I recently hosted two lovely couch surfers for a couple of days, which was a fantastic opportunity to accompany them sightseeing and experience the New Zealand town of Dunedin through new eyes. On a miserable and cataclysmic winters day, we trudged through the storm towards the heavenly embrace of Otago Museum’s Tropical Forest.

Otago Museum is the natural, cultural and scientific jewel of Dunedin. Conveniently neighbouring the historic University of Otago, the museum has a rich diversity of yearly and seasonal exhibitions on offer. Perhaps the most unique of these is the Tropical Forest.

As it’s name suggests, the Tropical Forest in a humid oasis within the confines of the museum with its own thriving ecosystem of butterflies. Yes, you heard that right: butterflies.

The aim of this “living, tropical habitat” is to educate people about these exotic, friendly insects. It’s no wonder the attraction is such a success; by entering the enclosure, you are fully immersing yourself in the butterflies’ world. Three stories of crawling vines, blooming flowers and a majestic waterfall – yes, a waterfall – make you temporarily forget you are not in fact on an expedition through the Amazonian rainforest.

Curious butterflies dance around you as you explore the striking environment. Watch your step for birds or turtles, and don’t look too close – you might spot a tarantula. But for those who aren’t a fan of creepy crawlies, don’t fret; a thick pane of glass protects you from these eight-legged creatures (*shivers*).

The Tropical Forest is a wonderful way to spend a lazy Saturday afternoon, embrace your inner scientist or simply to escape the cold (hello 30° thermostat). The nature of the experience means that it’s appropriate and enjoyable for all ages, and I have never once been there and felt inconvenienced by crowds. Actually, the last time I went, we were the only ones there. How neat is that?!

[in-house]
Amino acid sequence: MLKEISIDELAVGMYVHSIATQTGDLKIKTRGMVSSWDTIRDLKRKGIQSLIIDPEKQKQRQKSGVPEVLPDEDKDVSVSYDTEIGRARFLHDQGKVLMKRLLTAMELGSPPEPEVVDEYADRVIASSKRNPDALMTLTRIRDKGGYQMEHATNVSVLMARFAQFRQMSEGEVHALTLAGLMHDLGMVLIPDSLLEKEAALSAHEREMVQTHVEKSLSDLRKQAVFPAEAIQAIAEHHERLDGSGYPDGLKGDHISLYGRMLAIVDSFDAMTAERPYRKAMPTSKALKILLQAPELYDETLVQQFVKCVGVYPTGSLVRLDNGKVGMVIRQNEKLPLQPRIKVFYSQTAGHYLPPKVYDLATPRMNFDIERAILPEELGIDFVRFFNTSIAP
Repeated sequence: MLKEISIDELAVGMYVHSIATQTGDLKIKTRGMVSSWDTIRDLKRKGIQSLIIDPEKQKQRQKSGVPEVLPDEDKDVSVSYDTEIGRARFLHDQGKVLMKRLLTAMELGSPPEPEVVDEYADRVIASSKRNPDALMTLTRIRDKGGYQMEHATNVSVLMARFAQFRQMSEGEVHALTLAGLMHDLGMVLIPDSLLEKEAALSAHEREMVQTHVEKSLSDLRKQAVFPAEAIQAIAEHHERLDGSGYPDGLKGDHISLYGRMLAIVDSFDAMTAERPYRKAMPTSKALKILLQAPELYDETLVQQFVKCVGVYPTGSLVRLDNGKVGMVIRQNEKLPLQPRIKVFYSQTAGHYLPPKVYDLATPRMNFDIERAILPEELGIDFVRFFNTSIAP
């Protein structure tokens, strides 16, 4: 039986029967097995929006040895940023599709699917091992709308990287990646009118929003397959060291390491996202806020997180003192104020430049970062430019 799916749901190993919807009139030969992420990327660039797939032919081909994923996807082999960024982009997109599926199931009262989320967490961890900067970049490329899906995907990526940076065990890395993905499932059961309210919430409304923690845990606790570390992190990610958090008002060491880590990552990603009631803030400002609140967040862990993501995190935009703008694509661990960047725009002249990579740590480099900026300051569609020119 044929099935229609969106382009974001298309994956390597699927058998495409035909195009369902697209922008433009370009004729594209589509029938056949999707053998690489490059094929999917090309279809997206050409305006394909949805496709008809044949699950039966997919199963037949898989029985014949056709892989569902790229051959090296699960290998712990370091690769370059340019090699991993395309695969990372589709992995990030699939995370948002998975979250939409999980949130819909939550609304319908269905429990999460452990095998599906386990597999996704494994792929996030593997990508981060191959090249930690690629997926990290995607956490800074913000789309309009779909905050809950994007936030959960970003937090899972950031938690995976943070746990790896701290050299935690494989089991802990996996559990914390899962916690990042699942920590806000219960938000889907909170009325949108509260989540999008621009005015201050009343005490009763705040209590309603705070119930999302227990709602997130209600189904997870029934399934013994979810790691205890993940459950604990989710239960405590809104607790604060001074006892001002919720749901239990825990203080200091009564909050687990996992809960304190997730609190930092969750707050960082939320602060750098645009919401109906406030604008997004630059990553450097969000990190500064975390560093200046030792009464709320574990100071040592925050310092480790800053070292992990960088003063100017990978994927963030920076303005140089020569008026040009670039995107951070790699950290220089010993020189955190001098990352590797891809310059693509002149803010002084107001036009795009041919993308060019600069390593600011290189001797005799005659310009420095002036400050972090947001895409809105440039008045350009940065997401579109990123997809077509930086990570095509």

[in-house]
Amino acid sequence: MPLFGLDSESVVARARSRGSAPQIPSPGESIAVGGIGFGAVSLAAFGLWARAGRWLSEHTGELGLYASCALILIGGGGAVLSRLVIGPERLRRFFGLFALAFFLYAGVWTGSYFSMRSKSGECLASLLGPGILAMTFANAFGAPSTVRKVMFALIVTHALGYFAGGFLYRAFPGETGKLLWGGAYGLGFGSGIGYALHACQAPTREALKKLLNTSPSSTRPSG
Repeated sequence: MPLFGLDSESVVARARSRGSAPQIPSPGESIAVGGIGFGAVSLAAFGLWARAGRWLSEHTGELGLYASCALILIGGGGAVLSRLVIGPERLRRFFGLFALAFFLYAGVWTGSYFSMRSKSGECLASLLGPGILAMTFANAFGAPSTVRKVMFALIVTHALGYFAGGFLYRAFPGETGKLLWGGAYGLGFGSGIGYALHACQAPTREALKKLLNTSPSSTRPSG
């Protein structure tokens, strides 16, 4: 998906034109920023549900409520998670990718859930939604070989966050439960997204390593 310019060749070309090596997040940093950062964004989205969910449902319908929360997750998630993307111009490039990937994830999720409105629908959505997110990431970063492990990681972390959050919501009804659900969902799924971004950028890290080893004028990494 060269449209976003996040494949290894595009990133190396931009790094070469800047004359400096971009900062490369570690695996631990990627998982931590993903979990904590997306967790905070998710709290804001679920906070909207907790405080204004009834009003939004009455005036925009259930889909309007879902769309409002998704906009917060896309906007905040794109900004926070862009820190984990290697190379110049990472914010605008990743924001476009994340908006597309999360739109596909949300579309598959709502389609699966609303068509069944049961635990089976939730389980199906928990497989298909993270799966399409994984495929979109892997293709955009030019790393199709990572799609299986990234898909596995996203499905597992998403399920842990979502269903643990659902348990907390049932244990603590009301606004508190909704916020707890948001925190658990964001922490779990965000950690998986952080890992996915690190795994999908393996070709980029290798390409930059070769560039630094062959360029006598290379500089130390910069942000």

Did you know?

  • Butterfly wings are actually clear; the patterns and colours are constructed by the reflection of microscopic scales
  • During winter, the Monarch butterfly migrates from the Great Lakes to the Gulf of Mexico – a whopping2,000 miles – before returning to the north again in the Spring
  • A group of butterflies is called a ‘flutter’

The ‘Deats

Name: The Discovery World Tropical Forest

Location: Otago Museum (419 Great King Street, Dunedin, New Zealand)

Website: http://otagomuseum.nz/whats-on/do/dwtf/

Hours: 10am-5pm

Price: $0-$10 (depending on age)

Tip: If you’re not a self-diagnosed lepidopterophobia (noun: a person who is afraid of butterflies and moths), I encourage you to surreptitiously dip your finger into one of the pottles of nectar and accept the challenge to try land a butterfly. Trust me, it makes for some stellar photograph material 👌

If you are traveling to Dunedin – or are a local searching for new ways to enjoy the southern city – don’t forget to add the unforgettable landscape of Lovers Leap to your list. For more information on this walking track, check out my blog post: Postcards from Lover’s Leap.